Cape of Good Hope and Cape Point
The Cape of Good Hope is the south western most point in Africa, where the Indian and Atlantic Oceans touch. When the Dutch originally came down to the Cape of Good Hope was the most southern point in Africa, but if you travel east more, there is actually a more southern point in South Africa. Cape Point is a nature reserve, which is home to many ostrich, baboons, buck, hundreds of birds, and many plant species. The day we visited, it was “raining”, which was really just a mist, so we took the Flying Dutchman Funicular up to the top, where many people walk.
Chapman’s Peak Drive
After we left the Cape of Good Hope, we drove along the toll road, Chapman’s Peak Drive, which is a windy road along the western coast of the Cape Peninsula. It reminded me of the “Big Sur Drive” from Los Angeles to California. The road is right in the side of the mountain, and it offers beautiful views the whole way along the coast. Many people even bike along this road, which seems extremely dangerous to me, but people love it. I definitely enjoyed the drive.
Camp’s Bay Beach
Camp’s Bay Beach is a beautiful beach located in the western foothills of Table Mountain. It is a very affluent area, and there are so many beautiful and huge houses! There are numerous trendy shops, cafes, and nightclubs, along the strip, and the beach is a very popular place for swimmers. You can see the 12 Apostles Mountains in the background as well. Very lovely place.
Stellenbosch and Franschhoek Wine Regions
Classic Cape Cuisine Walk
In Stellenbosch, we began our day with a food, wine, and cultural tour through the city with a tour company called Bites and Sites. We received a private guided tour around Stellenbosch, and we learned how it was the second town established in South Africa by Simon van der Stel (who Simon’s town was also named after). We received a tour through the city center seeing many of the original buildings, we learned how yellow wood birch trees used to florish but there are now only three remaining, we saw the original canals, we learned that the South African flower is the Protea, we tasted traditional foods of South Africa such as biltong jerky, we had a wine tasting, and we also had a tea tasting. It was an very enjoyable morning.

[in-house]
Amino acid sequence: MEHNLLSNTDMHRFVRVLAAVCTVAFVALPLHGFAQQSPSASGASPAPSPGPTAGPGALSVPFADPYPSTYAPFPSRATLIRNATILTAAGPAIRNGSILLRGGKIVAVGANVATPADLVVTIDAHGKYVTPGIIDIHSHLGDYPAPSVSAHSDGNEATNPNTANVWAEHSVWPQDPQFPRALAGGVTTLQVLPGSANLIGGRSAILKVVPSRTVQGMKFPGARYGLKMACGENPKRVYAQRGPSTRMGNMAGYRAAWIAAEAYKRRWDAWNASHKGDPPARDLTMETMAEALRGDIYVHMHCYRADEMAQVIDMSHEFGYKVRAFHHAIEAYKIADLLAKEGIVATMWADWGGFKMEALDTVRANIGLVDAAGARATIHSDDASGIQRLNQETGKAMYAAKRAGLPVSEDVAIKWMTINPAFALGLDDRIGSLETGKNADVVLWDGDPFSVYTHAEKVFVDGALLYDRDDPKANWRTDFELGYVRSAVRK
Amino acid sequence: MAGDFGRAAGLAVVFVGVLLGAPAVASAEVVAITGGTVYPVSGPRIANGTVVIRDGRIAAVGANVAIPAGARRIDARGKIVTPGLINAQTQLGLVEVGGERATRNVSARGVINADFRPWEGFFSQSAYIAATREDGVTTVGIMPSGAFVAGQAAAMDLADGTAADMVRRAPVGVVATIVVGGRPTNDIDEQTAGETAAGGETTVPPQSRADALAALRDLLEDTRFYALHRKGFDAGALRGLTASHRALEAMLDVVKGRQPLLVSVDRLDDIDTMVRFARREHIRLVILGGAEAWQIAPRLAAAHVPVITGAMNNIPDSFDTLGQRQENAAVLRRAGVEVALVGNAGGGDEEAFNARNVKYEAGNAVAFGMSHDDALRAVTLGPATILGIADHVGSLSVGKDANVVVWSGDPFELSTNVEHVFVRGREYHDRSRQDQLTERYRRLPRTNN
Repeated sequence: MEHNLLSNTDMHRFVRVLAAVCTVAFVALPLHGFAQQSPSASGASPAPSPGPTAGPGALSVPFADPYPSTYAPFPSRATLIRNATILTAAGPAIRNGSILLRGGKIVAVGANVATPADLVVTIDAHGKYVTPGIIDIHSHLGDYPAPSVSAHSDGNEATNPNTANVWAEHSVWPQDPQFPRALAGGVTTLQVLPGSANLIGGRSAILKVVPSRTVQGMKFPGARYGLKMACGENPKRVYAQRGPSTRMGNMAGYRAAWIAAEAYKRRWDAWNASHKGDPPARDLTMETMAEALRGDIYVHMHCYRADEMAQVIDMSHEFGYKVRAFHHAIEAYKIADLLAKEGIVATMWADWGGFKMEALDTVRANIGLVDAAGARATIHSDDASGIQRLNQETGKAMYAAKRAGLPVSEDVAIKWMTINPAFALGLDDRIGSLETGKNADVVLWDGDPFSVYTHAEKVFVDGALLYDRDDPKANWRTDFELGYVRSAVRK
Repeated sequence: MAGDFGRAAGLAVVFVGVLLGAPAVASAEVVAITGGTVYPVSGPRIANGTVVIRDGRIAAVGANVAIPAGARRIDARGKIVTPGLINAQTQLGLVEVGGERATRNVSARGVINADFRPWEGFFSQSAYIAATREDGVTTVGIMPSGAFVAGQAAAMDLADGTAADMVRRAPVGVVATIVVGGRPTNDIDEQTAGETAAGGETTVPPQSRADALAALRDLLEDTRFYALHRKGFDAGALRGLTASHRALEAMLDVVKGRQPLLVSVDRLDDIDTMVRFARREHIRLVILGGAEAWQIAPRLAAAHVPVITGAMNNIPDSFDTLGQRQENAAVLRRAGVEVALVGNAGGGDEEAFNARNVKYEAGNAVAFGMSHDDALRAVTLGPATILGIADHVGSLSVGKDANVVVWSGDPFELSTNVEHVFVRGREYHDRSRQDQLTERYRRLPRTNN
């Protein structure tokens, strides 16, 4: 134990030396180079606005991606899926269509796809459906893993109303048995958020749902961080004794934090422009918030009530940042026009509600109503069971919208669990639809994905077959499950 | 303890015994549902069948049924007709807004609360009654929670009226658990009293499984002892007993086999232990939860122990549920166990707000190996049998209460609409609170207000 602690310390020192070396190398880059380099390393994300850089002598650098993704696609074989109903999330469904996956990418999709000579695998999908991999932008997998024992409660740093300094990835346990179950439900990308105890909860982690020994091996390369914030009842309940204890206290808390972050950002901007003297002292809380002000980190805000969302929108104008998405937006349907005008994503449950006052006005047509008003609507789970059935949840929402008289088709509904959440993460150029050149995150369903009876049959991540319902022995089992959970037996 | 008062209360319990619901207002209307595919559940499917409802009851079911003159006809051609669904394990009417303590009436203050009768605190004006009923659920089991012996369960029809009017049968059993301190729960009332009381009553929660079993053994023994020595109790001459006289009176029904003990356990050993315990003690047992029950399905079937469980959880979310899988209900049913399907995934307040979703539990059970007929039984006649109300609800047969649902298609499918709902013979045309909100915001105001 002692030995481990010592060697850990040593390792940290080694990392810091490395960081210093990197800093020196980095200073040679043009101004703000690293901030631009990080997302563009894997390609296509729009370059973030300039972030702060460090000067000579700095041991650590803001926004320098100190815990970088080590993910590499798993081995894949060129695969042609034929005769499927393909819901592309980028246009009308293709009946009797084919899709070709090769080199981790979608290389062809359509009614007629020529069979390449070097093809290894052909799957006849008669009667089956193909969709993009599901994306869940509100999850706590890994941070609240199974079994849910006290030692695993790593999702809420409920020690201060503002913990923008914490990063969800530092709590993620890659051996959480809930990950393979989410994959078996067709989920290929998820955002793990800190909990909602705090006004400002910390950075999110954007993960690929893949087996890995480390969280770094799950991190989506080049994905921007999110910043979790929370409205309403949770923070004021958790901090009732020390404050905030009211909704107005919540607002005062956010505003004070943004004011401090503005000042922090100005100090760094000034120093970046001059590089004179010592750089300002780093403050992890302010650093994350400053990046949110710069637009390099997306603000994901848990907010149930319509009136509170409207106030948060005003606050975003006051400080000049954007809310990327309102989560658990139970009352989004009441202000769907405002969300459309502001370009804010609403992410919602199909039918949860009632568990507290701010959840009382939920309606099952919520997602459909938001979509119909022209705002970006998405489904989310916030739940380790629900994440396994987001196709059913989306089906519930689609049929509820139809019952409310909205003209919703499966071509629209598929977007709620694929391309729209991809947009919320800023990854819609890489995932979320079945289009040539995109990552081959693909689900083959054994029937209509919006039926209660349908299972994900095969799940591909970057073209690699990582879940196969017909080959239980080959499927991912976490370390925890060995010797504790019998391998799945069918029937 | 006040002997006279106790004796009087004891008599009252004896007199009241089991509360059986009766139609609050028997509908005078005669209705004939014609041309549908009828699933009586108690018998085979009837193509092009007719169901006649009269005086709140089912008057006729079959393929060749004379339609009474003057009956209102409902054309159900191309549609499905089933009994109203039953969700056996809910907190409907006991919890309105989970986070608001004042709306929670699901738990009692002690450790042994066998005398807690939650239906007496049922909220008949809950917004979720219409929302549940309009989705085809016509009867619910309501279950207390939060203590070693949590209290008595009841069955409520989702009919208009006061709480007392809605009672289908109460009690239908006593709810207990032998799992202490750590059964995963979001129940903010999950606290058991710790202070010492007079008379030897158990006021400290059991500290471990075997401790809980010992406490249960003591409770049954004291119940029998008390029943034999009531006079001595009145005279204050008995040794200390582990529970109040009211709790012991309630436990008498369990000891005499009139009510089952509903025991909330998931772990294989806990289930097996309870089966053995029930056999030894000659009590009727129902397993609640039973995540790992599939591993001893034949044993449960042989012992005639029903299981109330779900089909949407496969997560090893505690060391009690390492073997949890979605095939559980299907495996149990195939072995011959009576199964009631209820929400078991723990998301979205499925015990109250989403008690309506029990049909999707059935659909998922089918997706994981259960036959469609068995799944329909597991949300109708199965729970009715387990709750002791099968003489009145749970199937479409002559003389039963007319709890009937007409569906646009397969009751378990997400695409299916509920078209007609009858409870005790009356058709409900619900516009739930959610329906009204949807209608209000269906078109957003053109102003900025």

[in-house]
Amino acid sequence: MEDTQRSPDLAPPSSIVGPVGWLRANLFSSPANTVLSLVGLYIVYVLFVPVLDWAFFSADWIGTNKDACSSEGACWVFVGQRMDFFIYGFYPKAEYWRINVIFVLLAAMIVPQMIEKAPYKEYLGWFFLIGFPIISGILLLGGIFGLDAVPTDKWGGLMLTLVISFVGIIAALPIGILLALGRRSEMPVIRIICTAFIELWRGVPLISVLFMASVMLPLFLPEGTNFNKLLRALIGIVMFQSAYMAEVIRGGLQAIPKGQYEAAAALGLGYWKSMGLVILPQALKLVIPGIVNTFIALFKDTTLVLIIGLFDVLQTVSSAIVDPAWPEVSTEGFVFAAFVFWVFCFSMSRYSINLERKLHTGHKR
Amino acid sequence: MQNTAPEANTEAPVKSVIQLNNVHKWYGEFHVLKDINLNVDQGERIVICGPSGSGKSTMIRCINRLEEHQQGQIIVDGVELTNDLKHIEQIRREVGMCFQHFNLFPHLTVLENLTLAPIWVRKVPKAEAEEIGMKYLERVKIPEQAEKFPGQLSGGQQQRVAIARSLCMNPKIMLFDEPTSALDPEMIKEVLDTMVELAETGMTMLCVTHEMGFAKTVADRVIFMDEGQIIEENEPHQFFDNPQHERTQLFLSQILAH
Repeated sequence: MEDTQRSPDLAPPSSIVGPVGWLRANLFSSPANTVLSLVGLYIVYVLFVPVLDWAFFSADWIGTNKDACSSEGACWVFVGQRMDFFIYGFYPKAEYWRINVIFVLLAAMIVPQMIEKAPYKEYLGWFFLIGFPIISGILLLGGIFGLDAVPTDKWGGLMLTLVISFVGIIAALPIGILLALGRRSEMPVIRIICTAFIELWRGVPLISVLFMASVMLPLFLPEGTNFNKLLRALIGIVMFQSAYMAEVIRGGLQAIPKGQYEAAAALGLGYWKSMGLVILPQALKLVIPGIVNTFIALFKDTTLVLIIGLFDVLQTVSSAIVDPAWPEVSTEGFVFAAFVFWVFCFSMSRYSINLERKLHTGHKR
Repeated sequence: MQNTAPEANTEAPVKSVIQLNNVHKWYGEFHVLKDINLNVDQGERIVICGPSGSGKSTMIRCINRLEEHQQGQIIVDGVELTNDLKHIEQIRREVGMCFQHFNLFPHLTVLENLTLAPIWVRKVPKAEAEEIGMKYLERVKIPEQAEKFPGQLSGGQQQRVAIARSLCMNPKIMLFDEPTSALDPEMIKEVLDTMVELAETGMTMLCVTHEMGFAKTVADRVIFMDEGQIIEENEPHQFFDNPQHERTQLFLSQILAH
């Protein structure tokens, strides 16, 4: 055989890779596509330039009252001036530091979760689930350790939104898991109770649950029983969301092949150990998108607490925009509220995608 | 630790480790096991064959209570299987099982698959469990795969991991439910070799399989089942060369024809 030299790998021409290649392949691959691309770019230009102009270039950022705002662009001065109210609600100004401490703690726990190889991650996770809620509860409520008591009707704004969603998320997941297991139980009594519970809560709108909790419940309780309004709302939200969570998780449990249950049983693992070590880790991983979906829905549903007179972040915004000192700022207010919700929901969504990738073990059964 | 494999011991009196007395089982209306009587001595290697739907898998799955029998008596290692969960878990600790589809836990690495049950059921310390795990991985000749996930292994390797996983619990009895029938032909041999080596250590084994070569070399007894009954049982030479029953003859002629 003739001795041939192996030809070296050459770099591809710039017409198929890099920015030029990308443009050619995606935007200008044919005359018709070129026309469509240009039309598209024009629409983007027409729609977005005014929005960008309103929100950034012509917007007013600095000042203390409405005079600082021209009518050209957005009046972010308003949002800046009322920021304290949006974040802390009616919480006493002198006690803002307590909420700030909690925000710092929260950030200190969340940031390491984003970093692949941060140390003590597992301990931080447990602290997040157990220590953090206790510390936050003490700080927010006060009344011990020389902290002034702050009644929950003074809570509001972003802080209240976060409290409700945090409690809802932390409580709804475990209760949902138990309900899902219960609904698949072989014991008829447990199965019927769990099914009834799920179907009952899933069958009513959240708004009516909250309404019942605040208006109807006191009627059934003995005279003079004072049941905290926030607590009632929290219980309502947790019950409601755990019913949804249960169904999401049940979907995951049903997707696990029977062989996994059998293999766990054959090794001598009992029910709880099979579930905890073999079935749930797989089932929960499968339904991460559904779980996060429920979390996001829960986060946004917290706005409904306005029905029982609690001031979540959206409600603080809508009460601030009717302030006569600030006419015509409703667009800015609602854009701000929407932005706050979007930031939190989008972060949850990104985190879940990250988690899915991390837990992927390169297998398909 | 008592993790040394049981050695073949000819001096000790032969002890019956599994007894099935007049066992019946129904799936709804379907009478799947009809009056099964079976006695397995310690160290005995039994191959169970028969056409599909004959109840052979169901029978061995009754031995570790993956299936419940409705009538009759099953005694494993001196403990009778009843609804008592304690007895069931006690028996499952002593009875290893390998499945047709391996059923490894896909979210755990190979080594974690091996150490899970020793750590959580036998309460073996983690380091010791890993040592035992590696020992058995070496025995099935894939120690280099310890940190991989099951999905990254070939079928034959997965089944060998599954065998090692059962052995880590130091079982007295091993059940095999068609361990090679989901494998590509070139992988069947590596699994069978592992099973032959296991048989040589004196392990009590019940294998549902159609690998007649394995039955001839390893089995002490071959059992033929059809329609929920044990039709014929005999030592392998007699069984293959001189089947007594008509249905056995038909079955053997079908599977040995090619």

Delaire Graff Estate in Stellenbosch
After our tour of the city center, we headed off to do some wine tasting at a “wine farm” or vineyard as we call it in the United States. We started out at the Delaire Graff Estate, which is a beautiful modern estate located in the foothills of the Cape Winelands. We sat outside for our wine tasting and took in the beautiful views. The Estate also has a restaurant and hotel. I would love to come back and stay here someday.
Boshendal Estate in Franschhoek
We visited a little wine estate called Boshendal, which is a smaller wine region called Franschoek. We visited the Boshendal store downtown Stellenbosch where they have a bakery and sell products that are all locally grown or made.
Vergelegen Estate in Stellenbosch
We loved Stellenbosch so much, we decided to go back another day and stop at the Vergelegen Estate. Vergelegen means situated far away in Dutch, and it is in the southern part of Stellenbosch. The estate has beautiful gardens, and even President Bill Clinton has visited the estate with Nelson Mandela. We spent the day walking around the estate and had a lovely lunch and wine tasting as well.
Table Mountain is one of the most famous places to visit in Cape Town, known for its flat top mountain side. The mountain has a cable car for people to ride to the top, or many different hiking and climbing trails. We opted to take the cable car because my knees have been bad with hiking lately, and we didn’t want to ruin the rest of our trip. We arrived 30 minutes before the cable cars start, and we were on the first cable car. We wanted to get up to the top before it was over crowded with tourists since we were visiting on the weekend. At the top of the mountain, they have a restaurant, a gift shop, and bathrooms. We walked all the way around the trails at the top Table Mountain and took in all of the beautiful views. There were a surprising amount of animals at the top called dassies, and they look like little gophers. I would highly recommend anyone interested in beautiful views to go to the top.